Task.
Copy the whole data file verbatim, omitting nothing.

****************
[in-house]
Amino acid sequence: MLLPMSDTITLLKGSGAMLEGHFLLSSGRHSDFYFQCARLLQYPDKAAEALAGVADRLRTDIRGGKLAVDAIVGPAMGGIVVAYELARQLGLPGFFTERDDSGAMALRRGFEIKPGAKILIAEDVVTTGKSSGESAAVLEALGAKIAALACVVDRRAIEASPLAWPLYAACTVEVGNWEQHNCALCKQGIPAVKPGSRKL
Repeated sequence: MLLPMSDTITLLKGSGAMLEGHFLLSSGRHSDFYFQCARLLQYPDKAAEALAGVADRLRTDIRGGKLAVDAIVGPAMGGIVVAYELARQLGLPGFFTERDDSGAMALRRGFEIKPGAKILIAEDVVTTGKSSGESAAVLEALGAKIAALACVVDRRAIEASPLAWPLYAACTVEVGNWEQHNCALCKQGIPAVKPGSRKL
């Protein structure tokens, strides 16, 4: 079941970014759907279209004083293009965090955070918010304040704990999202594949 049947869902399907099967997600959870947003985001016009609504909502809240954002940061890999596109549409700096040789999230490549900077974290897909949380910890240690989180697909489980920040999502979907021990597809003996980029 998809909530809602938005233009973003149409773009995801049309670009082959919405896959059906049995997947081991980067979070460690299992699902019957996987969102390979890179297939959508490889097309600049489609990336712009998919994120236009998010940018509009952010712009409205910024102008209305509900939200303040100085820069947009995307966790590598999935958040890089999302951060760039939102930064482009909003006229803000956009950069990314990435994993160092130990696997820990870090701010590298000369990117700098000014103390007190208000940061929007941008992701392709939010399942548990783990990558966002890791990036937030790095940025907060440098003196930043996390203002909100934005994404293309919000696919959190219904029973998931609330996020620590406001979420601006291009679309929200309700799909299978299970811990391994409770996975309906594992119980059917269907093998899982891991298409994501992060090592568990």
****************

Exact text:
[in-house]
Amino acid sequence: MLLPMSDTITLLKGSGAMLEGHFLLSSGRHSDFYFQCARLLQYPDKAAEALAGVADRLRTDIRGGKLAVDAIVGPAMGGIVVAYELARQLGLPGFFTERDDSGAMALRRGFEIKPGAKILIAEDVVTTGKSSGESAAVLEALGAKIAALACVVDRRAIEASPLAWPLYAACTVEVGNWEQHNCALCKQGIPAVKPGSRKL
Repeated sequence: MLLPMSDTITLLKGSGAMLEGHFLLSSGRHSDFYFQCARLLQYPDKAAEALAGVADRLRTDIRGGKLAVDAIVGPAMGGIVVAYELARQLGLPGFFTERDDSGAMALRRGFEIKPGAKILIAEDVVTTGKSSGESAAVLEALGAKIAALACVVDRRAIEASPLAWPLYAACTVEVGNWEQHNCALCKQGIPAVKPGSRKL
């Protein structure tokens, strides 16, 4: 079941970014759907279209004083293009965090955070918010304040704990999202594949 049947869902399907099967997600959870947003985001016009609504909502809240954002940061890999596109549409700096040789999230490549900077974290897909949380910890240690989180697909489980920040999502979907021990597809003996980029 998809909530809602938005233009973003149409773009995801049309670009082959919405896959059906049995997947081991980067979070460690299992699902019957996987969102390979890179297939959508490889097309600049489609990336712009998919994120236009998010940018509009952010712009409205910024102008209305509900939200303040100085820069947009995307966790590598999935958040890089999302951060760039939102930064482009909003006229803000956009950069990314990435994993160092130990696997820990870090701010590298000369990117700098000014103390007190208000940061929007941008992701392709939010399942548990783990990558966002890791990036937030790095940025907060440098003196930043996390203002909100934005994404293309919000696919959190219904029973998931609330996020620590406001979420601006291009679309929200309700799909299978299970811990391994409770996975309906594992119980059917269907093998899982891991298409994501992060090592568990």